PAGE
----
Originally, it was strung on fishing line but it had unravelled in parts and a few of the round wooden beads were lost but other than that, it's in great condition.
There was little hope of matching those missing beads so it was just a matter of replacing the missing beads with a few beads from the back of the necklace where they won't be missed at all. It's a very straight forward repair.
I've been able to re-use all the findings but I replaced the fishing line with two strands of Fireline to make it really durable and strong. The two strands are actually part of the design too.
I'm not going to show you the whole stringing process - you can see the stringing pattern in the photo at the bottom of the post. But I thought you might like to see how I started and finished the necklace.
Firstly I tied a quadruple knot at the end of the Fireline. Four knots seems a bit like overkill but the knot needs to be bigger than the hole in the calotte so it won't slip through. A dab of GS-Hypo Cement all over the knot will make sure it doesn't unravel.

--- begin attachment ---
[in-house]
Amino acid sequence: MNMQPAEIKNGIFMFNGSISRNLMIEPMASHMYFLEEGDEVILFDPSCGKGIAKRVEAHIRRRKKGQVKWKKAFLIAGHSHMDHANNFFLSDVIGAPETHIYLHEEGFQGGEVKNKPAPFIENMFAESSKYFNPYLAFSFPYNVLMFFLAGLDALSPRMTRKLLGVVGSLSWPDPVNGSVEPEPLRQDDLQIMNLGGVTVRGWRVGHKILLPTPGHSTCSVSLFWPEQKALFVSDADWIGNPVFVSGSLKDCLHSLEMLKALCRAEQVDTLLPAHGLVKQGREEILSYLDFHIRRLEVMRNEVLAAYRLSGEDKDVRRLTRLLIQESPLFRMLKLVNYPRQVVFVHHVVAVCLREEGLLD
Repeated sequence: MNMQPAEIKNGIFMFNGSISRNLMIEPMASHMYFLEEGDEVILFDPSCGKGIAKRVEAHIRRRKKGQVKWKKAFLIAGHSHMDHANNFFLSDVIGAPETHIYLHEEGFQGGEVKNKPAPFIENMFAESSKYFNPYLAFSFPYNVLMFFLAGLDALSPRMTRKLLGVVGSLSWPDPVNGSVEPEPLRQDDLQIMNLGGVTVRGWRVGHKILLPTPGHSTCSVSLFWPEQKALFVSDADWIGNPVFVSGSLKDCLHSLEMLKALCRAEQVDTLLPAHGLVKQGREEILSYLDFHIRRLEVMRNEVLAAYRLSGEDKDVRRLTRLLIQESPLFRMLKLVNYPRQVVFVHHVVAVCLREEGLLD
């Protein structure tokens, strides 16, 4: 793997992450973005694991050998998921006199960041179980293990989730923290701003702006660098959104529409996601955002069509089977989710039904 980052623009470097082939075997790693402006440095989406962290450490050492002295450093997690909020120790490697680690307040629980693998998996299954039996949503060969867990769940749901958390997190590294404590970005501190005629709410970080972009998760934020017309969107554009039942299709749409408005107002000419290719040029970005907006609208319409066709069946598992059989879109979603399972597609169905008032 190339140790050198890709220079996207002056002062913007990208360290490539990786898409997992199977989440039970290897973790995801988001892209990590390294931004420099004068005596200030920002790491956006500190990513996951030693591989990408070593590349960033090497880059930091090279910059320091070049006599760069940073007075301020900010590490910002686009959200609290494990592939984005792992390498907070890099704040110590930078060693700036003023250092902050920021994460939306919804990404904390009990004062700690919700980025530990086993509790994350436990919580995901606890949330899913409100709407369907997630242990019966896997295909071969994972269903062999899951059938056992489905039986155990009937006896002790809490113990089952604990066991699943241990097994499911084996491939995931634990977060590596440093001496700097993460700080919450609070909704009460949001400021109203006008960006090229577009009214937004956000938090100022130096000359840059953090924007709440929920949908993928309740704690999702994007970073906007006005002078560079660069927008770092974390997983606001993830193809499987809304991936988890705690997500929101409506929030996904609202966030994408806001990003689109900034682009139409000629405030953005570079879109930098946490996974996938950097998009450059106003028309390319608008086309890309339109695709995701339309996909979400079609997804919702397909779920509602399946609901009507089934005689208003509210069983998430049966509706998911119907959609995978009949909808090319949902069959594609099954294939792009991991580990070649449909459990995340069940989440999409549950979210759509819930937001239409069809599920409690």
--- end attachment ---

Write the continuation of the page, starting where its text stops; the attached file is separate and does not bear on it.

Here's the part of the design where the strands separate before coming back together again.
The only tricky thing with the threading is making sure that the animal beads are the right way up. An upside down laughing hyena is no laughing matter at all!
Finishing the end of the necklace with knots was much trickier than at the start of the necklace so I threaded on a seed bead which fitted snugly inside the calotte.
To make sure it stayed securely in place, I've threaded the Fireline back through the bead two more times.
I wanted to make doubly sure that this necklace doesn't fall apart again so I also tied a double knot right above the bead and then applied GS-Hypo Cement all over the Fireline before trimming away the excess.
Closing the calottes was all that was needed to finish the necklace and you can see from this photo that I didn't even remove the barrel clasp to do this repair.
And here it is, all rethreaded and ready to be worn by it's lucky owner.
'Til next time.....